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BLM group raked in $90MILLION in donations last year: Leaders disclose finances for the first time - but angry local chapters say they are not being given any of the money

 Black Lives Matter Global Network Foundation has revealed its finances for the first time, noting that the group raked in $90million in donations last year.

The nonprofit has shared its financial snapshot exclusively with The Associated Press amid accusations from local chapters that they are not being given any of the money. 

But the fight is far from over for the foundation, widely seen as a steward of the Black Lives Matter movement, with only one BLM group in Denver having signed a multi-year agreement with the national association to receive funds.


The foundation is now building infrastructure to catch up to the speed of its funding and plans to use its endowment to become known for more than protests after Black Americans die at the hands of police or vigilantes.

'We want to uplift Black joy and liberation, not just Black death. We want to see Black communities thriving, not just surviving,' reads an impact report the foundation shared with the AP before releasing it.

This marks the first time in the movement´s nearly eight-year history that BLM leaders have revealed a detailed look at their finances. 

The foundation's coffers and influence grew immensely following the May 2020 death of George Floyd, a black man whose last breaths under the knee of a white Minneapolis police officer sparked protests across the U.S. and around the world.

That growth also caused longstanding tensions to boil over between some of the movement´s grassroots organizers and national leaders - the former went public last fall with grievances about financial transparency, decision-making and accountability.

The foundation said it committed $21.7million in grant funding to official and unofficial BLM chapters, as well as 30 black-led local organizations. It ended 2020 with a balance of more than $60million, after spending nearly a quarter of its assets on the grant funds and other charitable giving.

BLM co-founder Patrisse Cullors, pictured, said the foundation is focused on a 'need to reinvest into black communities'

BLM co-founder Patrisse Cullors, pictured, said the foundation is focused on a 'need to reinvest into black communities'

A mural that reads 'ALL BLACK LIVES MATTER' is painted on Halsey Street in Newark, N.J.

A mural that reads 'ALL BLACK LIVES MATTER' is painted on Halsey Street in Newark, N.J.

Epilogue Kitchen & Cocktails owner Jonathan Jones speaks with customers near an image of George Floyd while serving free meals in honor of Martin Luther King Jr. Day in Salem, Oregon

Epilogue Kitchen & Cocktails owner Jonathan Jones speaks with customers near an image of George Floyd while serving free meals in honor of Martin Luther King Jr. Day in Salem, Oregon

MD Crawford carries a Black Lives Matter flag before a march in La Marque, Texas to protest the shooting of Joshua Feast, 22, by a La Marque police officer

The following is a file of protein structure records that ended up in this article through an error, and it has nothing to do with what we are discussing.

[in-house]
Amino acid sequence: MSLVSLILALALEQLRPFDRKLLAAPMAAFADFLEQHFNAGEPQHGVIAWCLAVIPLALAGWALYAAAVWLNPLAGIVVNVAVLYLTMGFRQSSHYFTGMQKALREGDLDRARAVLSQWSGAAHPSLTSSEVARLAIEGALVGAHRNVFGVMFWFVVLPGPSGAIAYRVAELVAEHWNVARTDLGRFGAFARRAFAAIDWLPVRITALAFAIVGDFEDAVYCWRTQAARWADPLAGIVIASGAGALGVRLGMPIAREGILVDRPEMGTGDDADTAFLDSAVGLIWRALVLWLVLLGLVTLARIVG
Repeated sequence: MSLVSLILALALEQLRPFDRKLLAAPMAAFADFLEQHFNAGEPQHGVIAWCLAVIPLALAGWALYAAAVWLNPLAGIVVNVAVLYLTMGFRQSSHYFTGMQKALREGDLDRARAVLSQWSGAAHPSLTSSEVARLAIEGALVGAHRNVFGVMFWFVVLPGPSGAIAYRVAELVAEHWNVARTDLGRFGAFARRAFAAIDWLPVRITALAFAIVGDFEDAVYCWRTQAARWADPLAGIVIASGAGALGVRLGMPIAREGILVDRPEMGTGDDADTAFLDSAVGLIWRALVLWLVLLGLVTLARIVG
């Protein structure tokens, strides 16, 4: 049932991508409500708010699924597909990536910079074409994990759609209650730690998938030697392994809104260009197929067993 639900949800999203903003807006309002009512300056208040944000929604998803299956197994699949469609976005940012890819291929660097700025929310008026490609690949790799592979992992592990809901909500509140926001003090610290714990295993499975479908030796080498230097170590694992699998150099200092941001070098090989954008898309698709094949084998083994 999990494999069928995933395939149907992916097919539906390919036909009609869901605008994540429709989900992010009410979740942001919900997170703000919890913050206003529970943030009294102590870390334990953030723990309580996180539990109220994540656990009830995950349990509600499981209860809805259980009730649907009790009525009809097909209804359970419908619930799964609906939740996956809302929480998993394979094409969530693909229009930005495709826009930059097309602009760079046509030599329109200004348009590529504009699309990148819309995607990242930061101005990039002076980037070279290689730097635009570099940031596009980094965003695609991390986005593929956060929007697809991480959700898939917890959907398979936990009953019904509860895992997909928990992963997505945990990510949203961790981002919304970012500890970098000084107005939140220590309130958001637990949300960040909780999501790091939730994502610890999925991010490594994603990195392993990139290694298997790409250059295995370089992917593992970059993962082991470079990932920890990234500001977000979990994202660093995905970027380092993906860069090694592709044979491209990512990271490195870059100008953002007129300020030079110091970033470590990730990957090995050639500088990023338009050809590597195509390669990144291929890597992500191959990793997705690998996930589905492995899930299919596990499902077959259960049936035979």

MD Crawford carries a Black Lives Matter flag before a march in La Marque, Texas to protest the shooting of Joshua Feast, 22, by a La Marque police officer

Antonio Mingo, of Washington, right, holds his fists in the air as demonstrators protest in front of a police line on a section of 16th Street that's been renamed Black Lives Matter Plaza

Antonio Mingo, of Washington, right, holds his fists in the air as demonstrators protest in front of a police line on a section of 16th Street that's been renamed Black Lives Matter Plaza

In its report, the BLM foundation said individual donations via its main fundraising platform averaged $30.76. More than 10% of the donations were recurring. The report does not state who gave the money in 2020, and leaders declined to name prominent donors.

Last year, the foundation's expenses were approximately $8.4million - that includes staffing, operating and administrative costs, along with activities such as civic engagement, rapid response and crisis intervention.

One of its focuses for 2021 will be economic justice, particularly as it relates to the ongoing socioeconomic impact of COVID-19 on black communities.

The racial justice movement had a broad impact on philanthropic giving last year. According to an upcoming report by Candid and the Center for Disaster Philanthropy, 35% of the $20.2 billion in U.S. funding dollars from corporations, foundations, public charities and high-net-worth individuals to address COVID-19 was explicitly designated for communities of color.


After the 2013 acquittal of George Zimmerman, the neighborhood watch volunteer who killed 17-year-old Trayvon Martin in Florida, BLM's founders pledged to build a decentralized movement governed by consensus of a members' collective. 

In 2015, a network of chapters was formed, as support and donations poured in. 

But critics say the BLM Global Network Foundation has increasingly moved away from being a black radical organizing hub and become a mainstream philanthropic and political organization run without democratic input from its earliest grassroots supporters.

BLM co-founder Patrisse Cullors told the AP that the foundation is focused on a 'need to reinvest into Black communities.'

'One of our biggest goals this year is taking the dollars we were able to raise in 2020 and building out the institution we've been trying to build for the last seven and a half years,' she said in an interview.

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